As Apple intensified its efforts in the health sector, it also began to focus more on user privacy. A new report from NPR plunges Apple's interest in privacy, with Tim Cook seeing privacy as a "key element" of health data.
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Talk to NPRCook claims that Apple has avoided acquiring user data for advertising purposes. According to him, this is one of the reasons why users trust Apple and want to use its Health app and related features:
In an interview with NPR, Cook said his company had avoided acquiring user data to sell advertisements. "People will look at this and feel that they can trust Apple," he says. "It's a key part of everyone you work with on your health."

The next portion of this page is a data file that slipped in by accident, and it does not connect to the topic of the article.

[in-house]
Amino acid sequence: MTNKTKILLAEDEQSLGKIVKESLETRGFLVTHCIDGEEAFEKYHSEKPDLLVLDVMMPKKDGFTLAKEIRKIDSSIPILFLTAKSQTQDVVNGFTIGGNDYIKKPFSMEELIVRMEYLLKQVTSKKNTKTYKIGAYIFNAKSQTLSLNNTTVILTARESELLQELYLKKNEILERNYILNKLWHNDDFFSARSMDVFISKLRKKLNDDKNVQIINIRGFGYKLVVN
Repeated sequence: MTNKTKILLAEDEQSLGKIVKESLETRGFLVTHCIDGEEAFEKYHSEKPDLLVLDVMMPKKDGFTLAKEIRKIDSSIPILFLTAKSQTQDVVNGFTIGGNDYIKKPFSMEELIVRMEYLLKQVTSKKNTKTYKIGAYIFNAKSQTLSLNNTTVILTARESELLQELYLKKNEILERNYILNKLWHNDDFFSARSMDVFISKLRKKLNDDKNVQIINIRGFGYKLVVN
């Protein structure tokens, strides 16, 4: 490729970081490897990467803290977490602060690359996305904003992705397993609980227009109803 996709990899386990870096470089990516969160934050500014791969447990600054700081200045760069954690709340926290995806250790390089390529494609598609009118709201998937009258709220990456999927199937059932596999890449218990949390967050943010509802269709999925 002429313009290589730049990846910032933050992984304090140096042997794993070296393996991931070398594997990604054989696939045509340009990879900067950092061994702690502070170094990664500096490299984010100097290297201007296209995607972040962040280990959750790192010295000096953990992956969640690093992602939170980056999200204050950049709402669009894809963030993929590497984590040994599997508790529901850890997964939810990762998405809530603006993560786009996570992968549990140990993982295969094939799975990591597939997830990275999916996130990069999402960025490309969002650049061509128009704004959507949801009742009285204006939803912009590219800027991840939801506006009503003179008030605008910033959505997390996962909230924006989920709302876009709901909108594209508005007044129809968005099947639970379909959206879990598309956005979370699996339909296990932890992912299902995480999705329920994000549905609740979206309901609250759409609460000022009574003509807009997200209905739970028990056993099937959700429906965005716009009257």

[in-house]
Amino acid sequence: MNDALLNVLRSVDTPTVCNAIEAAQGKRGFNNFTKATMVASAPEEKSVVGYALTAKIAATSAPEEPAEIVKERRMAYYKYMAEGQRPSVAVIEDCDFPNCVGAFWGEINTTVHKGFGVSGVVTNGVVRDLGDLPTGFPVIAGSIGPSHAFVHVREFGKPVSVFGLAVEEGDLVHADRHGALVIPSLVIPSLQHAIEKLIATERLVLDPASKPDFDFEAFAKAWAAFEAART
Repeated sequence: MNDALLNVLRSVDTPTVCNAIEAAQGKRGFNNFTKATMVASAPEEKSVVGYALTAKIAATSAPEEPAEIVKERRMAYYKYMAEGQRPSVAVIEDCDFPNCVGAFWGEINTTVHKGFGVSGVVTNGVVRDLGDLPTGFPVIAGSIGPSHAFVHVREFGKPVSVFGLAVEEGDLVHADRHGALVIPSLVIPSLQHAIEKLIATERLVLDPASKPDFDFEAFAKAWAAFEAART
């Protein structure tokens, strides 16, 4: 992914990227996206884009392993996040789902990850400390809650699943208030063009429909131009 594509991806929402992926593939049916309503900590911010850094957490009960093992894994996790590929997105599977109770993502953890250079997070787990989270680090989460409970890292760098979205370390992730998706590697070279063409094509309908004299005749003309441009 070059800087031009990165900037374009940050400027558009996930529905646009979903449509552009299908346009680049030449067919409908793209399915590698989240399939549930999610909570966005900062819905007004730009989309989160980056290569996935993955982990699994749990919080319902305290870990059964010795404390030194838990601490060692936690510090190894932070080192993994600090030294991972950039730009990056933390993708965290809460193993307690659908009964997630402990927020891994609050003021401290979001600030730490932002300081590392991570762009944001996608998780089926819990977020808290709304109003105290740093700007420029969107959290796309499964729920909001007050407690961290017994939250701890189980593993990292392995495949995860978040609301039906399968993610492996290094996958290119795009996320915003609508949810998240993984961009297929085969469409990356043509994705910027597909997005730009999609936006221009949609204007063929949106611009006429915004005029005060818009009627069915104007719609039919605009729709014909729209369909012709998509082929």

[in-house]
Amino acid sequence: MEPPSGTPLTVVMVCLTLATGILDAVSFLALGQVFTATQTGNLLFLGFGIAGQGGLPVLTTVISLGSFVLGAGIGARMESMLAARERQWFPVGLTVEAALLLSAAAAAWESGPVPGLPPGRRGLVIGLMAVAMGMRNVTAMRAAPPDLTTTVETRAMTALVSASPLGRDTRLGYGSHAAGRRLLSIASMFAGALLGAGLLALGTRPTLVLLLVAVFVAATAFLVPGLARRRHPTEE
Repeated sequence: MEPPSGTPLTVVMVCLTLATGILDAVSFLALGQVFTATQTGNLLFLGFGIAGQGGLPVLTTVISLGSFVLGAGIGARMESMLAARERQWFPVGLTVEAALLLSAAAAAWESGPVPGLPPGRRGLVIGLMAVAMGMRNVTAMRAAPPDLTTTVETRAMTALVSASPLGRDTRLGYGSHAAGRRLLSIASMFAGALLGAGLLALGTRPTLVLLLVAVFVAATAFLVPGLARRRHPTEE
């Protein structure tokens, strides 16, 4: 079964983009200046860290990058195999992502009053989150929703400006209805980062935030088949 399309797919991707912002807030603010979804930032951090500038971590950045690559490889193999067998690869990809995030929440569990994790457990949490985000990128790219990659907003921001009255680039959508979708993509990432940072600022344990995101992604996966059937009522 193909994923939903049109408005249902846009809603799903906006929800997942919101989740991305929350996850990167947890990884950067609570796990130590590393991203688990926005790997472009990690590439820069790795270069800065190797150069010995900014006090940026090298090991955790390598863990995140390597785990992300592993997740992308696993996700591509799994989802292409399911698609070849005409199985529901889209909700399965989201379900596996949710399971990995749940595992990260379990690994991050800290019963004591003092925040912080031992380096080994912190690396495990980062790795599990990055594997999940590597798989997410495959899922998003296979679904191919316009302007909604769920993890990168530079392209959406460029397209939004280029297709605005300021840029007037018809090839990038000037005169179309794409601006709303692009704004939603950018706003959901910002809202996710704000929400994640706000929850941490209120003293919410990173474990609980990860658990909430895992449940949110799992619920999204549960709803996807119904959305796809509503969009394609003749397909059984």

In addition, he points out that Apple's public stance on privacy is not just about marketing. For Tim Cook, privacy is a requirement for health data:
"It's not the way we look at the benefits," he says. "In reality, I know that I want to do business with people who have my health data, people I have deep trust in."
Last week, a report revealed that some of the most popular third-party health apps on iOS were sending personal user data to Facebook. NPR says today that developers have been told that they need to change this practice or be completely removed from the App Store.
Today's report also covers Sam Cavaliere, a San Diego man who started using the health record feature of the Health app on iOS:
"When I go to the doctor, in addition to my records, I get the blood pressure results I took myself," says Cavaliere. "And they can see it and compare it to what they do in the office so they get a bigger picture than what happens once or twice a year in the office."
Full NPR piece can be read here.
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